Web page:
The Supreme Court recently quashed an Andhra Pradesh High Court order that voiced strong disapproval over the apex court Collegium transferring two Chief Justices and castigated the Andhra Pradesh Chief Minister for his apparent attempts to undermine it.
About Supreme Court Collegium
- · It is a system under which appointments and transfers of judges are decided by a forum of the Chief Justice of India and the four senior-most judges of the Supreme Court (SC).
- · It has no place in the Indian Constitution.
- · What does the Constitution actually prescribe?
- o Article 124 deals with the appointment of SC judges. It says the appointment should be made by the President after consultation with such judges of the High Courts and the Supreme Court as the President may deem necessary. The CJI is to be consulted in all appointments, except his or her own.
- o Article 217 deals with the appointment of High Court judges. It says a judge should be appointed by the President after consultation with the CJI and the Governor of the state. The Chief Justice of the High Court concerned too should be consulted.
- · Evolution of the Collegium System:
- o Since the Constitution mandates consultation with the CJI is necessary for appointments to the judiciary, the collegium model evovled.
- o It has its genesis in a series of three judgments that are now clubbed together as the Three Judges Cases.
- o First Judges Case (1982):
- · The SC held that "consultation" of judges does not mean concurrence.
- · Hence, it gave primacy in the appointment of judges to the Executive.
- o Second Judges Case (1993):
- · The court reversed its earlier ruling by changing the meaning of "consultation" to concurrence.
- · With this, the advice tendered by CJI became binding. However, the CJI would have to take into account the views of two of his senior most colleagues.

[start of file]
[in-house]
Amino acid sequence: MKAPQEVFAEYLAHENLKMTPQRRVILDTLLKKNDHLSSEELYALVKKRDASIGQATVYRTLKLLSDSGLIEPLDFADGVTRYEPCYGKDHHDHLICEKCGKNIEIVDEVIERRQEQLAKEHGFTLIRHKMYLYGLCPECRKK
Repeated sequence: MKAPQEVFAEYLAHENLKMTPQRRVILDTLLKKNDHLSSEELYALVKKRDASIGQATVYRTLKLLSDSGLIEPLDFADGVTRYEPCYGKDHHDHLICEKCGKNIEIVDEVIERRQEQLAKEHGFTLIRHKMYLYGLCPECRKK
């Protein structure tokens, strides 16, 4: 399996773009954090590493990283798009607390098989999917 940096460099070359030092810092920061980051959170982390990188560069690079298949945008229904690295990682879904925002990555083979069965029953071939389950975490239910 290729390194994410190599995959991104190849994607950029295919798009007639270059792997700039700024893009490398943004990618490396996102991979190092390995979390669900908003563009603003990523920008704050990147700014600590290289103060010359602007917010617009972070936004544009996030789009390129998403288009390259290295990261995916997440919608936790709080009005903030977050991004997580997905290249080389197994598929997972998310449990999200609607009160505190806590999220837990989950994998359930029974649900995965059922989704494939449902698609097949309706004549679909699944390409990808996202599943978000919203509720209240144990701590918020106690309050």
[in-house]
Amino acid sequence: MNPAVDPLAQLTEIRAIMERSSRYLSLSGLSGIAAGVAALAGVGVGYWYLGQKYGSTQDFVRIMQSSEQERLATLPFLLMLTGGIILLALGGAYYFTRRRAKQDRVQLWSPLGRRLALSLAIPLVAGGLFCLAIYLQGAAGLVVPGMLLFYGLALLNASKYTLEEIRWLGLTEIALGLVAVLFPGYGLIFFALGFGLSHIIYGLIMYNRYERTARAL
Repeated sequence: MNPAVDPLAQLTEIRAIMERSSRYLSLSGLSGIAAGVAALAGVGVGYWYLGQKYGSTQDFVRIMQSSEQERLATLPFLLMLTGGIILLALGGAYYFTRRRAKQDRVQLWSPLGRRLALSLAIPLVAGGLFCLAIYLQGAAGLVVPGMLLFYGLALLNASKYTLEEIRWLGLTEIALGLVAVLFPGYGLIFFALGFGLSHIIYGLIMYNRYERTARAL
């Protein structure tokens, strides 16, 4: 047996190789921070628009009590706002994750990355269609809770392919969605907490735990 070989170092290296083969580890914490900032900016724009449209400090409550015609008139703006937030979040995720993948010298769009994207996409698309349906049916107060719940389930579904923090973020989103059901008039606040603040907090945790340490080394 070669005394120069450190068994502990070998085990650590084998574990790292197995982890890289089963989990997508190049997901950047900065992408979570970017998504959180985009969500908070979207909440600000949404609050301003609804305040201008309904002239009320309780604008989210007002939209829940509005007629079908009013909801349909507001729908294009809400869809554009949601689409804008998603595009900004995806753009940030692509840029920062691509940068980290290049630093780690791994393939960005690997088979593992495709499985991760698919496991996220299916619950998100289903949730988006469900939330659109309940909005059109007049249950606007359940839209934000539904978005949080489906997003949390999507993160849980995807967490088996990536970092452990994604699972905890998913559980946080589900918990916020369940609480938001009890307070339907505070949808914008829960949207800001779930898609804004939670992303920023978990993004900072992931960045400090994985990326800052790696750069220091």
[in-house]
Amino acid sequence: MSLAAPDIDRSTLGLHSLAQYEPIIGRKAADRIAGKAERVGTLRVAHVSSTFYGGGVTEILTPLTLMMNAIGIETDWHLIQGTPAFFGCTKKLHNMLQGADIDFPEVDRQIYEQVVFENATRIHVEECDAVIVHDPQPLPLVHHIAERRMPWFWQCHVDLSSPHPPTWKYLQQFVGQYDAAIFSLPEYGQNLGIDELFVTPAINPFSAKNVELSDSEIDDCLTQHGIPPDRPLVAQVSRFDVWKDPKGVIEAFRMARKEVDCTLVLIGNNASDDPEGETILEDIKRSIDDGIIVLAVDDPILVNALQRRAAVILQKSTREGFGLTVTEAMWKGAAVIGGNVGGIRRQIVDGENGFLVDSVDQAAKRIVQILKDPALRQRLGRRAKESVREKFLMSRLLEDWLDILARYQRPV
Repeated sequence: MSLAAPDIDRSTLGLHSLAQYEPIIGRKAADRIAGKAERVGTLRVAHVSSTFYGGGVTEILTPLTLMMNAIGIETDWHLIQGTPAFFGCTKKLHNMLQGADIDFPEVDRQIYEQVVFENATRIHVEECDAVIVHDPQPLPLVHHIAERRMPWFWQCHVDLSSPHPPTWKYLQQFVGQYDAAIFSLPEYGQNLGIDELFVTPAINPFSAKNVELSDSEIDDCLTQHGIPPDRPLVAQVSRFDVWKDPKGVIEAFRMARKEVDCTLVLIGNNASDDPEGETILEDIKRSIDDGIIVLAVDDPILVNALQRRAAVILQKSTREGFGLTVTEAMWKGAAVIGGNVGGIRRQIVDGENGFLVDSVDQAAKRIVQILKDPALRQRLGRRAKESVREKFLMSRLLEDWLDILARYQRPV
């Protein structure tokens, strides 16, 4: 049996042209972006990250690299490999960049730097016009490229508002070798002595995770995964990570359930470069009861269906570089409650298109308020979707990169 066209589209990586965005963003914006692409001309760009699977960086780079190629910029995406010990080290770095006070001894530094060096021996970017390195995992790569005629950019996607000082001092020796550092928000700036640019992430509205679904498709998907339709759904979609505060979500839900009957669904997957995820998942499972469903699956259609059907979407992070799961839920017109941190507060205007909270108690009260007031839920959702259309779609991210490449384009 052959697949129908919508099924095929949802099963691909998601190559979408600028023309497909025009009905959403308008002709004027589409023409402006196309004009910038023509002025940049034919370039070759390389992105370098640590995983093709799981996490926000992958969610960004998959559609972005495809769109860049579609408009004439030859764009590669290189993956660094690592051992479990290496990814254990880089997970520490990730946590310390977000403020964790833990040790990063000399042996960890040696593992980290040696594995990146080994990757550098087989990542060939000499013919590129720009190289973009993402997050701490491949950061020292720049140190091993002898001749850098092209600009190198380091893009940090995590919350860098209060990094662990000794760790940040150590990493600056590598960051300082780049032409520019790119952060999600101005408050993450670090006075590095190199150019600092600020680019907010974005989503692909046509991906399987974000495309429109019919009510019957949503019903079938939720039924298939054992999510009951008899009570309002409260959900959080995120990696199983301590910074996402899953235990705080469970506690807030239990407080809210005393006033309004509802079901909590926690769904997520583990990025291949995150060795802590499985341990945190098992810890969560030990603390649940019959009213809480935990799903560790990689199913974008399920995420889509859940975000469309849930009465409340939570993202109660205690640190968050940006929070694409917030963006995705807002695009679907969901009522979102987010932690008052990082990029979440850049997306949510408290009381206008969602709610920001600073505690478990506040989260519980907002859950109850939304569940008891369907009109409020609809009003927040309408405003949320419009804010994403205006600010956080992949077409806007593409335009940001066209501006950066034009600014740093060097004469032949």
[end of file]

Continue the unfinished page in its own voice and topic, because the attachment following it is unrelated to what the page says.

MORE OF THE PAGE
- o Third Judges Case (1998):
- o The court gave primacy to the opinion of CJI in the matter of the appointment of Judges.
- o However, the CJI must consult four seniormost judges of SC.
- o Opinion of all members of the collegium should be in writing.
- o In case of difference of opinion, the majority view will prevail.
- o Even if two judges in the collegium give an adverse opinion of a person for appointment as the SC judge, the CJI should not send the recommendation to the government.
- · These three cases established that the collegium headed by the Chief Justice of India will have primacy in the appointment of judges to the higher judiciary.
- · This collegium makes recommendations to the government for appointment of judges to the SC and of Chief Justices of High Courts, and the transfers of HC judges.
- · Executive role:
- o Judges of the higher judiciary are thus appointed only through the collegium system, and the government has a role only after names have been decided by the collegiums.
- o The government’s role is limited to getting an inquiry conducted by the Intelligence Bureau (IB) if a lawyer is to be elevated as a judge in a High Court or the Supreme Court.
- o The government can also raise objections and seek clarifications regarding the collegium’s choices, but if the collegium reiterates the same names, the government is bound to appoint them.
Q1) What is the Intelligence Bureau (IB)?
IB is an internal intelligence agency of India which is used to gather intelligence from within India and also execute counter-intelligence and counter-terrorism tasks. In addition to domestic intelligence responsibilities, the IB is particularly tasked with intelligence collection in border areas, following the 1951 recommendations of the Himmatsinhji Committee (also known as the North and North-East Border Committee), a task entrusted to military intelligence organizations, prior to independence in 1947.It comes under the administrative control of the Ministry of Home Affairs.